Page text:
Whiting Ranch Near El Toro Being Sold : New JC/RG Corp. Buys 2,700 Acres from Carma
The Whiting Ranch--the 2,700 acres north of El Toro planned for 3,900 homes and industrial and commercial development--is being sold by Carma Developers to a newly formed Los Angeles corporation for an undisclosed price, Carma’s chairman and chief executive officer confirmed Wednesday.
Wayne Sramek said that Carma Developers Inc., a Houston-based company whose Canadian parent Carma Ltd. is in the throes of restructuring its finances, did not want to invest the approximately $100 million that would be necessary to develop the ranch over the next 10 years and thus welcomes the chance to sell the property to a firm called the JC/RG Corp.
“It was quite a good opportunity for us to get out and we elected to do it,” said Sramek. He refused to disclose the terms of the pending sale, which he said is expected to close Friday. He said he could not identify the individuals who make up JC/RG.
JC/RG was incorporated Sept. 26, according to documents filed with the state Department of Corporations. The names of the firm’s officers have not yet been recorded.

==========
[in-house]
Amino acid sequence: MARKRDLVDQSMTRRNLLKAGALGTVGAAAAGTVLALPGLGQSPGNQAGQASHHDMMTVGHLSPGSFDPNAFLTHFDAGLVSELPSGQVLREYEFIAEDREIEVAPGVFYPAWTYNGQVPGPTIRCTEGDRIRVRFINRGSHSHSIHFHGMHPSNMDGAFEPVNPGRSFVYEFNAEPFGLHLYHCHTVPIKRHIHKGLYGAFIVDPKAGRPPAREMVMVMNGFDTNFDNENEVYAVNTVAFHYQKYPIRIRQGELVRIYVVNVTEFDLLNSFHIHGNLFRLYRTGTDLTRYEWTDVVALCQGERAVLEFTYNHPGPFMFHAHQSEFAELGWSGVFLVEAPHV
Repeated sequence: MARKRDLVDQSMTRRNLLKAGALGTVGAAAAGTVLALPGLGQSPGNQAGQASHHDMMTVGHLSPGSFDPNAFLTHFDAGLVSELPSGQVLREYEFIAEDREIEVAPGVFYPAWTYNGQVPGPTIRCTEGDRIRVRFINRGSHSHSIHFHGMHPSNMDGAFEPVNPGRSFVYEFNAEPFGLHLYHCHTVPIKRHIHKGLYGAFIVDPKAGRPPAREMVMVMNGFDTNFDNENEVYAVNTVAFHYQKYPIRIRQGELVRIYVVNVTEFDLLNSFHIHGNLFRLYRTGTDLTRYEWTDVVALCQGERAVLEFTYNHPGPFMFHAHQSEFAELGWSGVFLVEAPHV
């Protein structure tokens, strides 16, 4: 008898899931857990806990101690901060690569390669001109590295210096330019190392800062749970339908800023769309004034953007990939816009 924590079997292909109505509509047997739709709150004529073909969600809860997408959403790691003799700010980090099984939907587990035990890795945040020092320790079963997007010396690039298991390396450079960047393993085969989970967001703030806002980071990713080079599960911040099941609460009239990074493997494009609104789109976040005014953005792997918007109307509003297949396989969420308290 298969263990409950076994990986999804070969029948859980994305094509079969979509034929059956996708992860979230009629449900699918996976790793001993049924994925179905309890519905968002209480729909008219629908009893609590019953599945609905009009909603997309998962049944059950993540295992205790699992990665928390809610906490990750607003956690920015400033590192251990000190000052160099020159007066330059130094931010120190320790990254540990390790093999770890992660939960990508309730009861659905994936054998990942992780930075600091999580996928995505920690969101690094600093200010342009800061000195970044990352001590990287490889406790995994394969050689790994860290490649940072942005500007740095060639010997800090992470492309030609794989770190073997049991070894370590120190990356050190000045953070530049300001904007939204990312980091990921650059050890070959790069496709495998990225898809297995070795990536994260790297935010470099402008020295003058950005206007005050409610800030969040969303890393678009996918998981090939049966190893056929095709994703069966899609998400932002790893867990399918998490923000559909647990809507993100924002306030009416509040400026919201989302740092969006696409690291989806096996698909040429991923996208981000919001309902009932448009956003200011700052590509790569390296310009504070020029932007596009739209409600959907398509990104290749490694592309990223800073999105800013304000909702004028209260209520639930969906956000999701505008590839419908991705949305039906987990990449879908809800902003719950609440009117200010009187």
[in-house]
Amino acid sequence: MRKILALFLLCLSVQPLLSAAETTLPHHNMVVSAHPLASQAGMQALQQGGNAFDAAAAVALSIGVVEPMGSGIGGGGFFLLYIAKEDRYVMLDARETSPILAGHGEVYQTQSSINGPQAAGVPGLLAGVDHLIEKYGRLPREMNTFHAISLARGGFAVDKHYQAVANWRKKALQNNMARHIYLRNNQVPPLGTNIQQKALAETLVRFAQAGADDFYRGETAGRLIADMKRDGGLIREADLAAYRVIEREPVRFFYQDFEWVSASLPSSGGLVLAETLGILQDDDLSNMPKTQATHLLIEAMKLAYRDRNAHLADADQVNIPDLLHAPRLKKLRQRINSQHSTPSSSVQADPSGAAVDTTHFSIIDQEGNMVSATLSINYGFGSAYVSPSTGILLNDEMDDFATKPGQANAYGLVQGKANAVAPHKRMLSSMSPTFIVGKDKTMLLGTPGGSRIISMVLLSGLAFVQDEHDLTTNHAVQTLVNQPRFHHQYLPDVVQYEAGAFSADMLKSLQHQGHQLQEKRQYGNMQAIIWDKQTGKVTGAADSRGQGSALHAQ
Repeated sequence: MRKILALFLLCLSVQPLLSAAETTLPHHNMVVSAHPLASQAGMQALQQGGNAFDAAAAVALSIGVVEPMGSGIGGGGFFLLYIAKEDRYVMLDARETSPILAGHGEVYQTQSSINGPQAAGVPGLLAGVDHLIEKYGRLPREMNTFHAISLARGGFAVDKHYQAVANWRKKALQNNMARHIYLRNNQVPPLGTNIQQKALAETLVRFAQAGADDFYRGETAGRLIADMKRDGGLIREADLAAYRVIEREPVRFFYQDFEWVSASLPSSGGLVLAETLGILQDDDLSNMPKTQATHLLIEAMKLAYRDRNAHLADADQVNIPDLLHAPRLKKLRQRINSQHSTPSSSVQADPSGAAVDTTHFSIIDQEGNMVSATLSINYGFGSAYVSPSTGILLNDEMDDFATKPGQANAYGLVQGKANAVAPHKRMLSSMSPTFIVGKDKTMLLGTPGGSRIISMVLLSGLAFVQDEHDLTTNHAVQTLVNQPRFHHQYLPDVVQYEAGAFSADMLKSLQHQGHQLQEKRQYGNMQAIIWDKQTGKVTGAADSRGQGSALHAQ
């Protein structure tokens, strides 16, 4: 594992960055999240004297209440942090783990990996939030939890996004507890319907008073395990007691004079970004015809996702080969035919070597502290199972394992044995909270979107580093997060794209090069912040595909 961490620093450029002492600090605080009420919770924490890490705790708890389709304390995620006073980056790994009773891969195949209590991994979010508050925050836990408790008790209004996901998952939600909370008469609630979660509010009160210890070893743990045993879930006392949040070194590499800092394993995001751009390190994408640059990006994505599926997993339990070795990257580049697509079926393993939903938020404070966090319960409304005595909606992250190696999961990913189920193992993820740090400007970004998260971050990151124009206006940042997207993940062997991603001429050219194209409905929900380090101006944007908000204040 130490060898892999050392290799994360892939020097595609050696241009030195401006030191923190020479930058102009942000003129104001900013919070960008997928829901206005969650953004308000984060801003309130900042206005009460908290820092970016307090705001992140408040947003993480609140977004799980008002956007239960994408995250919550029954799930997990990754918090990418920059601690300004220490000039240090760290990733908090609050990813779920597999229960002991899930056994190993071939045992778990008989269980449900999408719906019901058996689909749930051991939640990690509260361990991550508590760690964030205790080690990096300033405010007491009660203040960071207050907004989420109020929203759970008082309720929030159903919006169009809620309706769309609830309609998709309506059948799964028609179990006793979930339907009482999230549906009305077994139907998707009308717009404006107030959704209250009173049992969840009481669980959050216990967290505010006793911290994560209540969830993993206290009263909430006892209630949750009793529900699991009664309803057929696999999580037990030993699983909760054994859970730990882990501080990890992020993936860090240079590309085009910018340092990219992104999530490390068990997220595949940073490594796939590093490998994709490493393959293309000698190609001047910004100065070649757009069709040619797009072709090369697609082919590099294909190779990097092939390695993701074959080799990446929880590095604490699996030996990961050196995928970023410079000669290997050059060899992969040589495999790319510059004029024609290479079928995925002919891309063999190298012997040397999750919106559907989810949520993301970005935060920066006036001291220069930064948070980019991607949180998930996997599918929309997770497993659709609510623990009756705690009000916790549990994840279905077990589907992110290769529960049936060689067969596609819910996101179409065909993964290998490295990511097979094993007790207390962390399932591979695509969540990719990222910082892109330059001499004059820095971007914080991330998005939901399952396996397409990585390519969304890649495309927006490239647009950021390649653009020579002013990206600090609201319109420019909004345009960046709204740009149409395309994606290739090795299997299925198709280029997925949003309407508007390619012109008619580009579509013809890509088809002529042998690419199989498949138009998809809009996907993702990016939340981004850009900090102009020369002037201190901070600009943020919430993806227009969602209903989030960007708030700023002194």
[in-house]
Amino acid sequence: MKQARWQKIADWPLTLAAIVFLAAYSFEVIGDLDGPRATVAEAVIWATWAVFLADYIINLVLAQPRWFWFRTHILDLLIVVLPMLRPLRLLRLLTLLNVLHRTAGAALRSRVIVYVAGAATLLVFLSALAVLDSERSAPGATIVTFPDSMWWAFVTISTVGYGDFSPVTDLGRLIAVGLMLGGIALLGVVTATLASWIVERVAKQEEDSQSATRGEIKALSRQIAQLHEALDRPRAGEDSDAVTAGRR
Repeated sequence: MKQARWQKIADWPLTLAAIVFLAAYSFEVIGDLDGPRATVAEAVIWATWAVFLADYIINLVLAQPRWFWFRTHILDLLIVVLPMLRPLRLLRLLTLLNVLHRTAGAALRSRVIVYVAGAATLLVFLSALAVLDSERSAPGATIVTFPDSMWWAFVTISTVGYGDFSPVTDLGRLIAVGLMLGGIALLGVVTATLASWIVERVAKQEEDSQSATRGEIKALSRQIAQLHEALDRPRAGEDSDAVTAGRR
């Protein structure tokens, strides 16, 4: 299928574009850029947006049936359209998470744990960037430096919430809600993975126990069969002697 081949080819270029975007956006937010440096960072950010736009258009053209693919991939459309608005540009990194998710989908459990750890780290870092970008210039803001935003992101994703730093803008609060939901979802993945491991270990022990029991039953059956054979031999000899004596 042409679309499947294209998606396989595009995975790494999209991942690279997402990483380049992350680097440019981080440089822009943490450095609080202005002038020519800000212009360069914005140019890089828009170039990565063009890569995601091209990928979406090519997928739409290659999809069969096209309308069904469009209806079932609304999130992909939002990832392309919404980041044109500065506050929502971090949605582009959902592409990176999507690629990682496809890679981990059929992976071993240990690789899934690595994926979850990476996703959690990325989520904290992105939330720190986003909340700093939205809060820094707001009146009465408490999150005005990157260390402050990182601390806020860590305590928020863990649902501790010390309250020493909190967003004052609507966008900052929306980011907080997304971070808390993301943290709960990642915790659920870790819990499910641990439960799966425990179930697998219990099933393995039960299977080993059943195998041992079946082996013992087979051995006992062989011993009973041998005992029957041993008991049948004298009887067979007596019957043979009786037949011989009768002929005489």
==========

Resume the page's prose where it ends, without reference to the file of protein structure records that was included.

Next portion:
Carma bought the Whiting Ranch in 1979 for an undisclosed price, then estimated to be slightly more than $12 million. “We thought it was just a good buy at the time,” Sramek said. But now, he said, development of the ranch does not fit into Carma’s “near-term business plan,” which he described as avoiding “buying large pieces of land or making large capital investments.” He said Carma had been shopping for a buyer for the ranch for the last six months.
Under a plan approved by the Orange County Board of Supervisors in 1982, the Whiting Ranch can be developed with up to 3,900 homes, 100 acres of office and retail buildings and 292 acres of light industrial and research and development buildings. The plan also includes about 1,400 acres of parks and open space.
E. A. (Sandy) Sandling, an Irvine builder who since 1979 has managed Carma’s real estate developments in Southern California, said Tuesday he expected that the new buyers of the Whiting Ranch would spur development of the property. He said development has been stalemated since 1982, first by a deep real estate recession and high interest rates and later by Carma’s corporate financial difficulties.
Sandling also would not disclose any information about the new buyer of the ranch, saying that it was a matter of confidentiality. But he said he has received “an indication” from the principals of the company that one of his firms will be retained as their “development arm.”
Sandling said he is forming a new company, to be called Sandling Homes, and will no longer work exclusively with Carma Developers. “We will still be operating about five major projects for Carma in Southern California and will have joint-venture relationships with other financial partners,” he said.
After the Whiting Ranch sale is consummated, Sandling said, Carma will own 1,000 acres in Southern California. Three years ago, he said, the company owned 6,000 acres in the area.